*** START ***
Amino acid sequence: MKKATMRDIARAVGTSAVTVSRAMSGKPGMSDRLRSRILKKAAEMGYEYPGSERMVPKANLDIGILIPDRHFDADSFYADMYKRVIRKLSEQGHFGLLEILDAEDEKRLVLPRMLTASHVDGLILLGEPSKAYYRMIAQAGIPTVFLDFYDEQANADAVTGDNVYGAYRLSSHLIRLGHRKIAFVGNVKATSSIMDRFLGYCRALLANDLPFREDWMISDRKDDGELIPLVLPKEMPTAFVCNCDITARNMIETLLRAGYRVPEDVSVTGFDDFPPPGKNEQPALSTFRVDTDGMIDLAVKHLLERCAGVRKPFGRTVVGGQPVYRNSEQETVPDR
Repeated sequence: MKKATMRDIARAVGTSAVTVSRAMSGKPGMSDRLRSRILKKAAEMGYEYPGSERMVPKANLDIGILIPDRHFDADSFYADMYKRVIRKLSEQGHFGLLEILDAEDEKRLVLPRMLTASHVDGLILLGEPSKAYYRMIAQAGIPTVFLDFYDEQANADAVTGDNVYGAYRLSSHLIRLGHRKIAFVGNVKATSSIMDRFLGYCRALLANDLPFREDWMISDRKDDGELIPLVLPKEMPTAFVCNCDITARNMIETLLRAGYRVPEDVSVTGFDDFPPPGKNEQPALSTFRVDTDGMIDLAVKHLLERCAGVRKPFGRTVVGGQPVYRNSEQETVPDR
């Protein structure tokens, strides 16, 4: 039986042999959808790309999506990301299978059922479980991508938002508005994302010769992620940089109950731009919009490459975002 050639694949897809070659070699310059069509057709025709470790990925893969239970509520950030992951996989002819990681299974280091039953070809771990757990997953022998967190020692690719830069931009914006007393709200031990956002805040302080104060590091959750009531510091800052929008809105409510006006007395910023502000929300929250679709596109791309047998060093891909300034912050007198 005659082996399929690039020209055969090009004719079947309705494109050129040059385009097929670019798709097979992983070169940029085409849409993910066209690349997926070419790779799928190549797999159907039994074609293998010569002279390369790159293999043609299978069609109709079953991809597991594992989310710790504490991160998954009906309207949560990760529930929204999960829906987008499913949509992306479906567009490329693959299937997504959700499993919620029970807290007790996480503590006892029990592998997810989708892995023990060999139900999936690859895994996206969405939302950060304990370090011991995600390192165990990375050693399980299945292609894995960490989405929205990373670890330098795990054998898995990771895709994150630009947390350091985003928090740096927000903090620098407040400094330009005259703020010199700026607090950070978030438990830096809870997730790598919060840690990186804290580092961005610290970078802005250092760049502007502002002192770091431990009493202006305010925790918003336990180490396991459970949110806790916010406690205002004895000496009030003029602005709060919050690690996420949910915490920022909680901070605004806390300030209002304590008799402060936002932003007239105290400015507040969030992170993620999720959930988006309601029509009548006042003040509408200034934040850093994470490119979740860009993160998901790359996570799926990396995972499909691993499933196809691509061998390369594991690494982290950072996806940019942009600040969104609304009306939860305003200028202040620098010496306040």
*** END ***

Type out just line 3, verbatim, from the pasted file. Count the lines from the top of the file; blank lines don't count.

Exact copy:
């Protein structure tokens, strides 16, 4: 039986042999959808790309999506990301299978059922479980991508938002508005994302010769992620940089109950731009919009490459975002 050639694949897809070659070699310059069509057709025709470790990925893969239970509520950030992951996989002819990681299974280091039953070809771990757990997953022998967190020692690719830069931009914006007393709200031990956002805040302080104060590091959750009531510091800052929008809105409510006006007395910023502000929300929250679709596109791309047998060093891909300034912050007198 005659082996399929690039020209055969090009004719079947309705494109050129040059385009097929670019798709097979992983070169940029085409849409993910066209690349997926070419790779799928190549797999159907039994074609293998010569002279390369790159293999043609299978069609109709079953991809597991594992989310710790504490991160998954009906309207949560990760529930929204999960829906987008499913949509992306479906567009490329693959299937997504959700499993919620029970807290007790996480503590006892029990592998997810989708892995023990060999139900999936690859895994996206969405939302950060304990370090011991995600390192165990990375050693399980299945292609894995960490989405929205990373670890330098795990054998898995990771895709994150630009947390350091985003928090740096927000903090620098407040400094330009005259703020010199700026607090950070978030438990830096809870997730790598919060840690990186804290580092961005610290970078802005250092760049502007502002002192770091431990009493202006305010925790918003336990180490396991459970949110806790916010406690205002004895000496009030003029602005709060919050690690996420949910915490920022909680901070605004806390300030209002304590008799402060936002932003007239105290400015507040969030992170993620999720959930988006309601029509009548006042003040509408200034934040850093994470490119979740860009993160998901790359996570799926990396995972499909691993499933196809691509061998390369594991690494982290950072996806940019942009600040969104609304009306939860305003200028202040620098010496306040």